Ilich Ramírez Sánchez killed on behalf of just about every violent extremist movement of the twentieth century. Sheltered by the East German Stasi, he was most closely aligned with the Popular Front for the Liberation of Palestine (PFLP). An ardent Marxist and notorious terrorist, Ramírez Sánchez is best known as the infamous “Carlos the Jackal” (though he preferred just plain “Carlos”). French director Olivier Assayas dramatizes his infamous crimes (and there are a lot of them) in his grandly ambitious five-hour, thinly fictionalized historical thriller Carlos (trailer here), which screens in its entirety during this year’s New York Film Festival.
Soviet educated, the Venezuelan Ramírez Sánchez views the world through a radicalized prism. He is convinced “direct action” (meaning terrorism) is necessary to bring about supposedly progressive change. A promising volunteer for the PFLP terrorist network, Carlos steadily establishes a reputation for ruthlessness with a number of grenade attacks on cafes and the unsuccessful assassination attempt of Edward Sieff, president of Marks & Spencer and a prominent member of the British Jewish community.
Carlos forged alliances with the Japanese Red Army and extremist German Baader Meinhof/RAF splinter groups, acting more or less in concert. While he was not directly involved in the murder of the Israeli athletes at the 1972 Munich Olympics or the hijacking of Air France Flight 139 freed by IDF’s famous Entebbe operation, he was personally charged with subsequent reprisal attacks. However, his greatest international infamy probably arose from his attack on the 1975 OPEC meeting, taking the cartel’s delegates hostage.
Ramírez Sánchez is an anti-Semitic mass murderer. His crimes have no justification. Wisely, Assayas does not really go down that road. While his Carlos has a certain animal magnetism and a voracious sexual appetite, the film never makes a martyr of him, unlike the terrorist agit-prop of Uli Edel’s Baader Meinhof Complex. Essentially, Assayas shows Ramírez Sánchez going about his destructive business rather matter-of-factly, only occasionally paying lip service to some leftist cause, such as Allende in Chile. Yet, there are a handful of truly telling scenes, as when a former RAF accomplice remarks to Carlos how sick it is for Germans like himself to be killing Jews.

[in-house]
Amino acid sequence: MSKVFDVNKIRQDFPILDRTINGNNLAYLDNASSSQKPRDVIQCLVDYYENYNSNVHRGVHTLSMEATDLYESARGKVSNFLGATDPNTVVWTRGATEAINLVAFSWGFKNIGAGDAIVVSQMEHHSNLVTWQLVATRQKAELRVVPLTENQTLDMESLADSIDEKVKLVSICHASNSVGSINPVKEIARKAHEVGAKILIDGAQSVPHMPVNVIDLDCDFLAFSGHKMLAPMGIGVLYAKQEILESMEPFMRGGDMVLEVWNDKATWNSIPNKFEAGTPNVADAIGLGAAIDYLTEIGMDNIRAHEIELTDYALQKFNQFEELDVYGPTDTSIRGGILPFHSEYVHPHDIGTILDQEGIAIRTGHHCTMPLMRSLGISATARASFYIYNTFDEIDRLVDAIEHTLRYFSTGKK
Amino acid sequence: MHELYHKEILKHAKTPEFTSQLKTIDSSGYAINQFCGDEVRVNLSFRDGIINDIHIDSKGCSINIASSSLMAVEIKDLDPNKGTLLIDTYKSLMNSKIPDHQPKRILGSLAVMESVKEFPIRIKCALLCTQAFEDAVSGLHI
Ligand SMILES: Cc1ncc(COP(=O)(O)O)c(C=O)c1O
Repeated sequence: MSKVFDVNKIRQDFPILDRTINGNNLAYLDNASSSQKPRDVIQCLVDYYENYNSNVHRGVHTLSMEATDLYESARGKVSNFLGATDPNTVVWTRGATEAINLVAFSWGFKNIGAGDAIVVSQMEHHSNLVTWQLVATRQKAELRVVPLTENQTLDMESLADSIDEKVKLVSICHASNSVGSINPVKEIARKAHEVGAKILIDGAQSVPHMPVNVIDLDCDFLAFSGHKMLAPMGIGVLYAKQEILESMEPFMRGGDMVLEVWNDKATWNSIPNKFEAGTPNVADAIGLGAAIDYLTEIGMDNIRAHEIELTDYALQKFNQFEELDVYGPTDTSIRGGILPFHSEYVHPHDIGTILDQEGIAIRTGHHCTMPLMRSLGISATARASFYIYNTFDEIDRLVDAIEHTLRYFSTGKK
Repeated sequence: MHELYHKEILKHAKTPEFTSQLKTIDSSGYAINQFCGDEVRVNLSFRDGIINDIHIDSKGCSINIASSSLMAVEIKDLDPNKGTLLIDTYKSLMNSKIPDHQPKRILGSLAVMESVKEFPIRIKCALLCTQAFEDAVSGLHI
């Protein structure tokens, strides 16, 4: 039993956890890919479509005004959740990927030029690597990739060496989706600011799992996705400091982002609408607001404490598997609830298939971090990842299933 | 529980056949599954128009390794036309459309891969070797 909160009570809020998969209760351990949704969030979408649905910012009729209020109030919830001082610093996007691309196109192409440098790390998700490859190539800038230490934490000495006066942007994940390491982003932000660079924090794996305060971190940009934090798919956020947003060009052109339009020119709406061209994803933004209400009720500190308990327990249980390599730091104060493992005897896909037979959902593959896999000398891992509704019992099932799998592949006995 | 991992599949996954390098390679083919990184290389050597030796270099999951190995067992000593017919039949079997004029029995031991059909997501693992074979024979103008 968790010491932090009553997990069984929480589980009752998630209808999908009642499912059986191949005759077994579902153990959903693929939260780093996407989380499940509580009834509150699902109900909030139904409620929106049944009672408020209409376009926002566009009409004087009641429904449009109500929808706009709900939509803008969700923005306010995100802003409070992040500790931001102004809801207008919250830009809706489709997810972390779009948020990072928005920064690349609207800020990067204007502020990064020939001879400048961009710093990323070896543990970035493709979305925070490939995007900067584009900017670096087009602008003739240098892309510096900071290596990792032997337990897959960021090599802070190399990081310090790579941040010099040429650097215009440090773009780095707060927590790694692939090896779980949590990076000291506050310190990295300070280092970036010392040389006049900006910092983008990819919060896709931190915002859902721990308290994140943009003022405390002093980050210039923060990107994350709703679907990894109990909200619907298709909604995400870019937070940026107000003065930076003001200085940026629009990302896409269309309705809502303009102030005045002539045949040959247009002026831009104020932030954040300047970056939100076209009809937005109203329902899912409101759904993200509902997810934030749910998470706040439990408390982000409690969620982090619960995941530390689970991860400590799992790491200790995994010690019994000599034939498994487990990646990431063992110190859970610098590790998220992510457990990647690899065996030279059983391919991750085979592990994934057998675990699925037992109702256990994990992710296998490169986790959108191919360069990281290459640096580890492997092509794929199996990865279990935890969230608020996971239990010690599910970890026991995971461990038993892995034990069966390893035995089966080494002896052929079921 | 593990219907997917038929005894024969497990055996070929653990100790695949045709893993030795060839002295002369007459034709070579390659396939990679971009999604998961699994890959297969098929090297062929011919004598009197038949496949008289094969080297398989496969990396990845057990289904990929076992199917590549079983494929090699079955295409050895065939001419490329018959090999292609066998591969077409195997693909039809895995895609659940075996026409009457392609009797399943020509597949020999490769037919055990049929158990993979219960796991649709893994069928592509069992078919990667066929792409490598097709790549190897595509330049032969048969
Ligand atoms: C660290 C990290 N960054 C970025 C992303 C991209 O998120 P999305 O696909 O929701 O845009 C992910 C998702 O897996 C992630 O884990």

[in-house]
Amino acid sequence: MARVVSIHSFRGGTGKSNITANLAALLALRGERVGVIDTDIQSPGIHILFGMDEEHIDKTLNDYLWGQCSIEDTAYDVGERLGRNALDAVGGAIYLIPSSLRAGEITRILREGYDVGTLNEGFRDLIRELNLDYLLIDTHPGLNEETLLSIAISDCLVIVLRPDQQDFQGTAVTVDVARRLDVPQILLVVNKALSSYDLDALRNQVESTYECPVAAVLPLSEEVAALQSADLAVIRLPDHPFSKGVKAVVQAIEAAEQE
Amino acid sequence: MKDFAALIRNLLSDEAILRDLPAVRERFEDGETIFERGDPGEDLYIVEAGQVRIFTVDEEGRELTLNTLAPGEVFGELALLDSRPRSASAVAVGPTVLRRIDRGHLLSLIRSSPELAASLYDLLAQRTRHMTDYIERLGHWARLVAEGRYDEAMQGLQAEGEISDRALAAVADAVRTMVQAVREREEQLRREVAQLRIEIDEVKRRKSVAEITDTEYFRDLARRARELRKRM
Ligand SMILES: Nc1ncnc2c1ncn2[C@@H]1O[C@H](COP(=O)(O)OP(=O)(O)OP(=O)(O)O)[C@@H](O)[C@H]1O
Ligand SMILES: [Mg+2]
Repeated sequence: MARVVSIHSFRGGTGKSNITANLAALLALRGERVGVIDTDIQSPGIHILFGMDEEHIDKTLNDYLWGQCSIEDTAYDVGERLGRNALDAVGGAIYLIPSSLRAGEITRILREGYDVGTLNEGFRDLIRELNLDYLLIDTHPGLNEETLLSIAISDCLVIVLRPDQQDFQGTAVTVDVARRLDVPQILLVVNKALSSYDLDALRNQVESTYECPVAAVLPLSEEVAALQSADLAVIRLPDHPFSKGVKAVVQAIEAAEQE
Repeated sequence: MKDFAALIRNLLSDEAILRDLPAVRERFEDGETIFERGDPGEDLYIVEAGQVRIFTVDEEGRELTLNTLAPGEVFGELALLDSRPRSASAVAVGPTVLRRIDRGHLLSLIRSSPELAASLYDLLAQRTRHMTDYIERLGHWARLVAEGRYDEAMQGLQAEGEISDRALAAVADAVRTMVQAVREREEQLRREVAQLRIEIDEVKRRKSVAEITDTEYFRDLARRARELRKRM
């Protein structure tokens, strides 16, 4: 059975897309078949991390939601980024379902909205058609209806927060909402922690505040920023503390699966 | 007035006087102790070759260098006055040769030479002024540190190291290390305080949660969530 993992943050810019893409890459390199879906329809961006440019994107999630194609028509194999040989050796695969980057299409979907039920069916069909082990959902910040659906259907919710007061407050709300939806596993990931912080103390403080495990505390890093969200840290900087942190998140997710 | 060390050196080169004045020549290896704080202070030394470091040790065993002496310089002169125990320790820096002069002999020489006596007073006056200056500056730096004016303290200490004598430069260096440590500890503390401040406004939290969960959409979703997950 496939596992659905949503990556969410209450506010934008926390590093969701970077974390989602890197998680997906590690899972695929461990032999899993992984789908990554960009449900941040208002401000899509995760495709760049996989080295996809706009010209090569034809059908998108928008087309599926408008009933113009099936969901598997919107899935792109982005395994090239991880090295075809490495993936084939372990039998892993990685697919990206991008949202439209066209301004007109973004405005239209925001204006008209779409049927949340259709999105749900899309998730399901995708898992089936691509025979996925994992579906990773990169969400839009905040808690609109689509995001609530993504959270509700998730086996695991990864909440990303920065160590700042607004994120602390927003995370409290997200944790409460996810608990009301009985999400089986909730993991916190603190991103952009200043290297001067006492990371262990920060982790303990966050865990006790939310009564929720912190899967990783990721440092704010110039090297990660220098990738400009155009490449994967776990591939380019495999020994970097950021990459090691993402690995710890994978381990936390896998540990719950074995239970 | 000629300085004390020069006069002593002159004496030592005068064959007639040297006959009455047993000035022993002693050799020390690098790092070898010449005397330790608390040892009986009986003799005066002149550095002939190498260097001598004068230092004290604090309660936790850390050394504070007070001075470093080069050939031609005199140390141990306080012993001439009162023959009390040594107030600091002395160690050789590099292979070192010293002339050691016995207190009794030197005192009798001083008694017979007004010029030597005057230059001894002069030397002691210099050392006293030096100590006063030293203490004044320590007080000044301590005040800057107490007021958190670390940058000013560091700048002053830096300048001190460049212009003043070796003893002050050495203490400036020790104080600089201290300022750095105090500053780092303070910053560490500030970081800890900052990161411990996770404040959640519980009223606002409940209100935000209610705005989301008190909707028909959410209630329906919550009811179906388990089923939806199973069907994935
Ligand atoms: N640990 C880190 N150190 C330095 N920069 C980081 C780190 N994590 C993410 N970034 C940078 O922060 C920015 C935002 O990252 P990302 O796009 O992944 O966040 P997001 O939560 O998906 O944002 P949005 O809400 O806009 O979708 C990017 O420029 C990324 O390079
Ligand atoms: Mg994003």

The five plus hours of Carlos are packed to the gills with violent intrigue. Yet, it is all pretty well grounded in historical fact. Indeed, it is quite in synch with the facts established in Barbet Schroeder’s Terror’s Advocate, a documentary profile of Jacques Vergés, the attorney for Ramírez Sánchez, the PFLP, and just about every other terrorist of the twentieth century (who also briefly appears as a character in Carlos). Frankly, it would make a much better double feature with Assayas’s film than Edel’s love-letter to terror.
Edgar Ramírez is appropriately both charismatic and creepy as Ramírez Sánchez, nicely capturing the ferocity of extremism. There are also scores of effective supporting performances from its large but completely credible ensemble cast. Yet, Carlos is much more a director’s film than an actor’s, seamlessly recreating complicated historical events around the globe and staging gritty action sequences with tick-tock precision.
Originally broadcast on French television, Carlos might be divided into three parts, but it truly is one unified film, entirely helmed by Assayas (unlike the three interlocking films of Red Riding). Truthfully, 319 minutes are a long haul. As fascinating and absorbing as it is, most viewers will be desperately hoping for his capture by the final half hour. For those with short attention spans, a two and half hour cut will eventually screen at the Lincoln Plaza. However, if you are going to see a big epic film like Carlos, you should do it right and get the entire experience. The full unvarnished and uncut Carlos screens this Saturday morning (10/2) during the 2010 NYFF.